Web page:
What we know about Boeing 737 Max crash in Ethiopia and what comes next

Investigators search through the debris at the scene of the Ethiopian Airlines flight ET 302 plane crash, near the town of Bishoftu, southeast of Addis Ababa, Ethiopia, on March 12, 2019.
Investigators search through the debris at the scene of the Ethiopian Airlines flight ET 302 plane crash, near the town of Bishoftu, southeast of Addis Ababa, Ethiopia, on March 12, 2019.PHOTO: REUTERS

LONDON (REUTERS) - More than 300 Boeing 737 Max 8 and Max 9 passenger jets around the world have been taken out of service following two fatal crashes over the past five months in Ethiopia and Indonesia that killed almost 350 people in all.

The causes of both crashes are still under investigation. One of the biggest unanswered questions: Was the plane's software to blame?

WHAT WE KNOW

- Boeing has stopped delivery of all new Max jets to its customers.

- Satellite data gathered from the Ethiopian Airlines flight and evidence from the crash site showed similarities with a Lion Air accident in Indonesia, which prompted the US Federal Aviation Administration to ground all Boeing Max jets in service.

- Investigators have found a piece of a stabiliser in the wreckage of the Ethiopian jet with the trim set in an unusual position similar to that of the Lion Air plane, two sources familiar with the matter said.

- The pilot of the Ethiopian Airlines flight had reported internal control problems and received permission to return. The pilot of the Lion Air flight had also asked to return not along after taking off from Jakarta.

- The Ethiopian Airlines flight had an unusually high speed after take-off before the plane reported problems and asked permission to climb quickly, said a source who has listened to the air traffic control recording.

 

- A voice from the cockpit requested to climb to 14,000 feet above sea level - about 6,400 feet above the airport - before urgently asking to return, the source told Reuters on condition of anonymity. The plane vanished from radar at 10,800 feet.

- In Paris, France's BEA air accident investigation agency said data from the jet's cockpit voice recorder has been successfully downloaded. The French agency said in a tweet it had not listened to the audio files and that the data had been transferred to Ethiopian investigators.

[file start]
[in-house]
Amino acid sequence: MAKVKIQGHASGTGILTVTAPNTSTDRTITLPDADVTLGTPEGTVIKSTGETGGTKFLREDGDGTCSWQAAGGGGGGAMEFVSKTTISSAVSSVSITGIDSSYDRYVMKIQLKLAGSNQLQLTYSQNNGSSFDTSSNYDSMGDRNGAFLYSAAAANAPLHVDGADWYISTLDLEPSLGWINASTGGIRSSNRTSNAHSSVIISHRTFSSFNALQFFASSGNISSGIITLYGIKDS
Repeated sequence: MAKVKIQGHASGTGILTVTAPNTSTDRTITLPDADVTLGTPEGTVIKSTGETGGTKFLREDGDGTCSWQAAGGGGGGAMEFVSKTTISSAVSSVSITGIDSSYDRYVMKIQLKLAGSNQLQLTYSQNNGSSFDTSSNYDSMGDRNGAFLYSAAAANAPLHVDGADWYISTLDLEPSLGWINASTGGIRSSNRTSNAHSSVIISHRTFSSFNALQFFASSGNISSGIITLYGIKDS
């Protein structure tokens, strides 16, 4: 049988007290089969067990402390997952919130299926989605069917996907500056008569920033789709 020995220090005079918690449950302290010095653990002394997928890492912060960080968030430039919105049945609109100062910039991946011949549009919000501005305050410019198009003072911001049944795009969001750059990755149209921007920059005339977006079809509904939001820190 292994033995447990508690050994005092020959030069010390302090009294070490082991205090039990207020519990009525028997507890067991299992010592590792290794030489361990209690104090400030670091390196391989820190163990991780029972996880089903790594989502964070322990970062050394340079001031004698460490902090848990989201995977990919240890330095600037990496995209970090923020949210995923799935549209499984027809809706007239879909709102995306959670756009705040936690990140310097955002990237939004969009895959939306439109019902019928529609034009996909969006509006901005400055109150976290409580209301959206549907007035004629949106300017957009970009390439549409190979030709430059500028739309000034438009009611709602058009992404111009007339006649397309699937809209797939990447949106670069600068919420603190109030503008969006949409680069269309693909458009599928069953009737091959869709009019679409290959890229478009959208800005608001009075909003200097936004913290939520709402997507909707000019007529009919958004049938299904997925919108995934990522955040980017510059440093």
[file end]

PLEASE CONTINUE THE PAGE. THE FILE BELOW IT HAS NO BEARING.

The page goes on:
- Indonesia plans to move up by about a month the release of an investigation report on the Lion Air crash, which killed all 189 on board, its transport safety committee said. It now plans to release the report between July and August, ahead of its previous schedule of between August and September.

- Following the Lion Air crash in October, Boeing said it was preparing a software upgrade for the jets. After the Ethiopia crash, the company said it would deploy that upgrade across the fleet in the coming weeks.

- Boeing maintains its new, fuel-efficient jets are safe, but supported the FAA decision to ground them. Fearing a financial hit and brand damage, investors have wiped about US$26 billion (S$35.2 billion) off the company's market value.

- Ethiopian Airlines said on March 16 that DNA testing of the remains of the passengers may take up to six months.

WHAT'S NEXT?

- US lawmakers said the planes could be grounded for weeks to upgrade the software and install it in every plane.

 

- Boeing plans to release upgraded software for its 737 Max in a week to 10 days, sources familiar with the matter said on Saturday (March 16).

- No lawsuits have been filed since the crash of Ethiopian Airlines flight 302, but some plaintiffs' lawyers said they expect that Boeing will be sued in the US.

- Investigators are expected to release a preliminary report based on information they glean from the data and cockpit recordings captured by the two black boxes.

- A decision will be made by countries about whether and when to lift the grounding of the Boeing jets based on that information.